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Jane's Story

My Involvement With PenCRU- Finding A New Direction

I have been a member of the Family Faculty for a number of years now. I remember going to my first meeting and being blown away by the special space that was created where the parent carer’s voice was been sought and valued. It was the first meeting of the healthy parent carers project and I felt able to speak about my reality with people who understood completely because their story was similar. One of the hardest things to deal with is the feeling of powerlessness that comes with trying to protect your child with special educational needs, As much as you want to you can’t change the world for them or take away their daily struggles. In that room that day I felt I had found a group of people who wanted to try.

Being part of the Family Faculty has given me a different focus and a place where I am more than “just a parent”. The philosophy of the team is that we are the experts and our voice, our experiences, can be used to influence the lives of disabled children and young people in the future.

Two years ago it became apparent that the osteoarthritis in my left hip couldn’t be ignored. My life became more and more restricted and uncomfortable and my confidence hit an all-time low. The Family Faculty offered support and a place to go where I felt useful and important. I am lucky enough to live opposite the offices they call home so it is easy for me to get to meetings. When I had my hip replaced last year the St Luke’s Campus was my first choice for rehab. I would walk slowly round the quad on my crutches and think about my future.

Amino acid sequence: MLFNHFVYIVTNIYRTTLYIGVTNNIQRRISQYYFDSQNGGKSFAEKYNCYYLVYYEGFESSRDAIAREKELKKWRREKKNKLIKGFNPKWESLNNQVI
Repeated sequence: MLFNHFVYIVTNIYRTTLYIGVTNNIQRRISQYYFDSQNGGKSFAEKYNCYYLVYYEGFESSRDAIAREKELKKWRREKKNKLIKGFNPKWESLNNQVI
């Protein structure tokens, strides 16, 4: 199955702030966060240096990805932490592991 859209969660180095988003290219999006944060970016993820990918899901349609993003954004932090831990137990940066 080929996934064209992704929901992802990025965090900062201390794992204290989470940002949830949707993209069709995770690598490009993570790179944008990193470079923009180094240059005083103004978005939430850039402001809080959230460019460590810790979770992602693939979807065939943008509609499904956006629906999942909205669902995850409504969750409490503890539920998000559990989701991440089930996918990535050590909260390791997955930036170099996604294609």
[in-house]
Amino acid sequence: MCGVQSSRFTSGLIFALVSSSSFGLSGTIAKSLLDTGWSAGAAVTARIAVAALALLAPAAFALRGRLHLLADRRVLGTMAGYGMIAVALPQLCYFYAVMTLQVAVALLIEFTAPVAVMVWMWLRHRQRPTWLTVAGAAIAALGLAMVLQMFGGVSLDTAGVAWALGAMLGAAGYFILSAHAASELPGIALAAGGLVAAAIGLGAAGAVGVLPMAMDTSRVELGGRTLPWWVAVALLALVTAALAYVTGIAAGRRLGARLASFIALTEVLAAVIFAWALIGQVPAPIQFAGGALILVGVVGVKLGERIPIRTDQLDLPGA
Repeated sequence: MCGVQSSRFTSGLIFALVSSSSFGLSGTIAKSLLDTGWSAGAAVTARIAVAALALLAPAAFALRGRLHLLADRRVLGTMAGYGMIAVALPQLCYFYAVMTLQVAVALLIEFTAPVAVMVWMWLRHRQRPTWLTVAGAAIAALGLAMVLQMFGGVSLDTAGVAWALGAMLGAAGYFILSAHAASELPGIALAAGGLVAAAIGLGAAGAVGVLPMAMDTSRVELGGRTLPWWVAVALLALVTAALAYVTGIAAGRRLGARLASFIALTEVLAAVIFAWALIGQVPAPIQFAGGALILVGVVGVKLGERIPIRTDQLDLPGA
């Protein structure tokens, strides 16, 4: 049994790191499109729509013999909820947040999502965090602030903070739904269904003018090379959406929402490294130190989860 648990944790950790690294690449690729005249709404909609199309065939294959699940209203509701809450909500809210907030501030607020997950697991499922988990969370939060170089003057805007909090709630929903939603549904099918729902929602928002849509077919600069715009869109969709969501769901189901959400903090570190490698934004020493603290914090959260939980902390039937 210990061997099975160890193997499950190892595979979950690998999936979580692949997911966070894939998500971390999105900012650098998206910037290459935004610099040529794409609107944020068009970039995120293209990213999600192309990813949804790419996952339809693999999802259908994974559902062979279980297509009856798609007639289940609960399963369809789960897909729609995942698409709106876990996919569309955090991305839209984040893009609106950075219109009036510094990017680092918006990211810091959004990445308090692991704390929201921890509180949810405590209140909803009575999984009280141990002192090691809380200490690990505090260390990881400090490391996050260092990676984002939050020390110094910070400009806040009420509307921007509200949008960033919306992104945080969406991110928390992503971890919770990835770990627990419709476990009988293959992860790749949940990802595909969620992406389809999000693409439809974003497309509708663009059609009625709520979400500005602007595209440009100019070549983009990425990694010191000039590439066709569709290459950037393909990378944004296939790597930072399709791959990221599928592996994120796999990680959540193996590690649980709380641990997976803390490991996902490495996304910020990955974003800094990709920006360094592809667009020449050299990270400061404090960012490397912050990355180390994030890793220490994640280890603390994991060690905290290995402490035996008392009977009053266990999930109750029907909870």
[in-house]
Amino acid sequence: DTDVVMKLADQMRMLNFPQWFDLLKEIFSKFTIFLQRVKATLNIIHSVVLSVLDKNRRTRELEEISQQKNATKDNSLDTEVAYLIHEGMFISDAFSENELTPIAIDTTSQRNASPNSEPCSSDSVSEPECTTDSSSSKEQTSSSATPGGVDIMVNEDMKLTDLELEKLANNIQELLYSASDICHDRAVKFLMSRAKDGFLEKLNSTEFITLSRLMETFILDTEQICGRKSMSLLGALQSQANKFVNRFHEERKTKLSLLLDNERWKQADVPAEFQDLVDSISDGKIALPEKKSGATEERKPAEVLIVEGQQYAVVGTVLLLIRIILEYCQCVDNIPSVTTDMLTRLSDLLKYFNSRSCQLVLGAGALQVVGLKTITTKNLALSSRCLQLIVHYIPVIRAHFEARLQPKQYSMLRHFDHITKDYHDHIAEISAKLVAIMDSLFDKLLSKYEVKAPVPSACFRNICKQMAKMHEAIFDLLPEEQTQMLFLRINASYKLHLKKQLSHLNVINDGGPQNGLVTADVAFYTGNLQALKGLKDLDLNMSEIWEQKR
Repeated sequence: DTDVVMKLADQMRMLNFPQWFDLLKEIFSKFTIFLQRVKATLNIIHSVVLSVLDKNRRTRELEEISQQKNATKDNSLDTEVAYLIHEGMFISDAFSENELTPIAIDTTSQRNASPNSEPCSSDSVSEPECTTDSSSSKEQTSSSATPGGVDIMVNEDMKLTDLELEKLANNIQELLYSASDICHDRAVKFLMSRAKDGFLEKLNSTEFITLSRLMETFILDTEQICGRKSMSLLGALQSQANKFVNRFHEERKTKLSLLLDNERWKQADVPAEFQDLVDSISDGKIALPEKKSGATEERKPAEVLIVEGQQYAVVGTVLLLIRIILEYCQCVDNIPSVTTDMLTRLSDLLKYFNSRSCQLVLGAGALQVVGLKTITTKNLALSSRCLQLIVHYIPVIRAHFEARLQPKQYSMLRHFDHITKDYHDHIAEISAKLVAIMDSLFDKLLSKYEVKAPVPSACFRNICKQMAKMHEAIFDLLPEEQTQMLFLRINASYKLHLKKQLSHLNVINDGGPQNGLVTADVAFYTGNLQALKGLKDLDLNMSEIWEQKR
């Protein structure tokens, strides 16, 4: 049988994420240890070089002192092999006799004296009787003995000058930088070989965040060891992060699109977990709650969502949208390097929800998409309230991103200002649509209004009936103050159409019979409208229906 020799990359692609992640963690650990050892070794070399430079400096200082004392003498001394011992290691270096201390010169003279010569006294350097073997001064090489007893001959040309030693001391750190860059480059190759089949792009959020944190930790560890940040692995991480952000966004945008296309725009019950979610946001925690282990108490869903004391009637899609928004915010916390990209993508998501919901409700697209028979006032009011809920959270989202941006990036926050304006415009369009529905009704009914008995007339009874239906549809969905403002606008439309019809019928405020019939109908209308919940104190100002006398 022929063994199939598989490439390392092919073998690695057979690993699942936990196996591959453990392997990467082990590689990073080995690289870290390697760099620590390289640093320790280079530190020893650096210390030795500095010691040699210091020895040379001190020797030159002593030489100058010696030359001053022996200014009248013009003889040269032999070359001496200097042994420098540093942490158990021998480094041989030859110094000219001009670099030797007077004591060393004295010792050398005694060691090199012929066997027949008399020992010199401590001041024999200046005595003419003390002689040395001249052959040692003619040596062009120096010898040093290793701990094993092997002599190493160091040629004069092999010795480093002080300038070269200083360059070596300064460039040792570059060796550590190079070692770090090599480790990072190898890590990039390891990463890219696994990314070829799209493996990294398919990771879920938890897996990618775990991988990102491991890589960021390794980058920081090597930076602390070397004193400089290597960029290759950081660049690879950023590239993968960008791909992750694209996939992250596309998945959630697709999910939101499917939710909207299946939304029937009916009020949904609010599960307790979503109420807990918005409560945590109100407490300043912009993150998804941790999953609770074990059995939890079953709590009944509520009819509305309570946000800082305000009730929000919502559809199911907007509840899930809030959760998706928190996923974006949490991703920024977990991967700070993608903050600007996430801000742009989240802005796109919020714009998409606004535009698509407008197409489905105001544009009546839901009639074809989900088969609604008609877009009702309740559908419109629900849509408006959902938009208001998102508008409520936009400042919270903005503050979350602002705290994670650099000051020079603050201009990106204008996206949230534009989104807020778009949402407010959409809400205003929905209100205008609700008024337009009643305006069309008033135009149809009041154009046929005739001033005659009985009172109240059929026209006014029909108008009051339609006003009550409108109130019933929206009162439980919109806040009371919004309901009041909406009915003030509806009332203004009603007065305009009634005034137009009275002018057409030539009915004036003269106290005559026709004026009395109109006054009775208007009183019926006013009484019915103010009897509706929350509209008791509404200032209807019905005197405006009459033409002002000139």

I decided to reach out to the Family Faculty and see if there was any engagement work I could do while their Family Involvement Co-ordinator was on maternity leave. My skills and experience from my previous life (before my job as parent carer) were around participation. I have a drama degree and post graduate qualification in Community Theatre Enterprise. I used to work with groups helping them to build their confidence and find their voice.

To my delight the staff encouraged me to get more involved in looking at the training needs of the Family Faculty. I conducted a small qualitative research study and with Dr Kath Maguire from Exeter University’s PenCLAHRC team developed some workshops to explore further how to improve the partnership working between researchers and Family Faculty members. I was coming into ‘work’ once a week and remembering my past professional life. As I recovered from my surgery I was finding my feet again and creating a new direction for myself.

One of the activities we did as part of the two workshops involved using giant wooden bricks to look at the barriers that prevent participation. It is an exercise I first used thirteen years ago and it was fantastic to see that it hasn’t lost its power or ability to help people actively engage with a problem and try and find a solution.

The PenCRU Family Faculty is a place where you are treated with dignity and respect. This is a rare and precious thing as we are so often put into the role of a ‘difficult’ parent. Thanks to support from PenCLAHRC and PenCRU, I have added a new qualification to my CV. I am the proud owner of a Level 3 Award in Education and Training from City and Guilds which means I can officially call myself a trainer. I have been through a process of adding to and validating my past experience and removing some of the barriers that stood in my way. I feel I am ready to be more than “just a parent” and go out into the world as a professional and show others just what I am made of.

Please do contact us if you would also like to share your experience of being involved with PenCRU!